From this perspective article of David L Feldheim; the synthetic method of Tian et al in question is an electrochemical method (electrodeposition). Some of the particle shapes shown in the paper of Tian et al reminded me of the particle shapes seen in the simulations of Saswata Bhattacharyya et al (See pp.18-19 of this pdf file for example) — I will try and get a preprint of their paper uploaded on the net, and link here. Here is the draft of the paper by Saswata Bhattacharyya et al on roughening transitions.

The perspective article by Volker Schmidt and Ulrich Goesle summarises the results rather neatly:

As expected, above the eutectic temperature, nanowire growth involves a liquid droplet on top of the germanium nanowires (…). However, when the authors reduced the temperature to below the eutectic temperature while keeping the supply of germanium constant, they observed two distinctly different phenomena (…). Some gold nanodroplets remained liquid even though the temperature was, in one case, more than 100°C below the T_E of 361°C. The authors observed this VLS-type growth mostly for nanowires with relatively large diameters.

In contrast, for nanowires with relatively small diameters, the gold droplet became solid as the temperature fell below T_E. The nanowires continued to grow, but did so much more slowly than in the case of VLS growth (…). Further cooling experiments showed that the transformation of the gold caps from liquid to solid at temperature below T_E could be delayed for tens of minutes. Kodambaka et al. show that this delay depends on various parameters, such as the vapor pressure, the temperature, and the diameter of the nanowires.

The bibliographic details of the paper referred to above are as follows:

Title: Germanium nanowire growth below the eutectic temperature

Authors: S Kodambaka, J Tersoff, M C Reuter, and F M Ross

Source: Science May 4 2007. Vol. 316, No. 5825, pp. 729-732.

Abstract: Nanowires are conventionally assumed to grow via the vapor-liquid-solid process, in which material from the vapor is incorporated into the growing nanowire via a liquid catalyst, commonly a low–melting point eutectic alloy. However, nanowires have been observed to grow below the eutectic temperature, and the state of the catalyst remains controversial. Using in situ microscopy, we showed that, for the classic Ge/Au system, nanowire growth can occur below the eutectic temperature with either liquid or solid catalysts at the same temperature. We found, unexpectedly, that the catalyst state depends on the growth pressure and thermal history. We suggest that these phenomena may be due to kinetic enrichment of the eutectic alloy composition and expect these results to be relevant for other nanowire systems.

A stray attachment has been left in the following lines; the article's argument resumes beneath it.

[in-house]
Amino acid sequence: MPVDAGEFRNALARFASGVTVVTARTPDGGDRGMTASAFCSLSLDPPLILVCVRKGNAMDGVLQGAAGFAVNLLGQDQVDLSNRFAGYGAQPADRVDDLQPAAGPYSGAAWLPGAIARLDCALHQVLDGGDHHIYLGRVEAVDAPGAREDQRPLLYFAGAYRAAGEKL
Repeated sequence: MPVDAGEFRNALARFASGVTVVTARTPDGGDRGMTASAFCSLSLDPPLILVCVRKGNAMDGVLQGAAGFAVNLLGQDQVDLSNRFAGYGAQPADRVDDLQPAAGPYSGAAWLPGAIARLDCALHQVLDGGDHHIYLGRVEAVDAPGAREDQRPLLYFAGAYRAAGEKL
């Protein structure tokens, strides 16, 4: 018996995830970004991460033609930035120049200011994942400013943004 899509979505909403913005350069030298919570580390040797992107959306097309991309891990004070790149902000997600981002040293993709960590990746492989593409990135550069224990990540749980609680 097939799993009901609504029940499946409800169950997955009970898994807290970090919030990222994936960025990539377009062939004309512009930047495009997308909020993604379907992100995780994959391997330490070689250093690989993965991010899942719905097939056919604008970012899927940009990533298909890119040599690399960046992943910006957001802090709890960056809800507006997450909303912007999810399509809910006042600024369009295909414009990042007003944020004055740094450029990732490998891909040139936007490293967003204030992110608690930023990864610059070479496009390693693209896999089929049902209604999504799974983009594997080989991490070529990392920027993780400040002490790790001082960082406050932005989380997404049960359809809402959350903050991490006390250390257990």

Here are a few papers that discuss the renormalization group asymptotic analysis of PDEs in general, and phase field methods in particular:

  1. Renormalization group and singular perturbations: Multiple scales, boundary layers, and reductive perturbation theory. L-Y Chen, Nigel Goldenfeld, and Y Oono. Phys Rev E, 54, 1, 376, July 1996.

    Perturbative renormalization group theory is developed as a unified tool for global asymptotic analysis. With numerous examples, we illustrate its application to ordinary differential equation problems involving multiple scales, boundary layers with technically difficult asymptotic matching, and WKB analysis. In contrast to conventional methods, the renormalization group approach requires neither ad hoc assumptions about the structure of perturbation series nor the use of asymptotic matching. Our renormalization group approach provides approximate solutions which are practically superior to those obtained conventionally, although the latter can be reproduced, if desired, by appropriate expansion of the renormalization group approximant. We show that the renormalization group equation may be interpreted as an amplitude equation, and from this point of view develop reductive perturbation theory for partial differential equations describing spatially extended systems near bifurcation points, deriving both amplitude equations and the center manifold.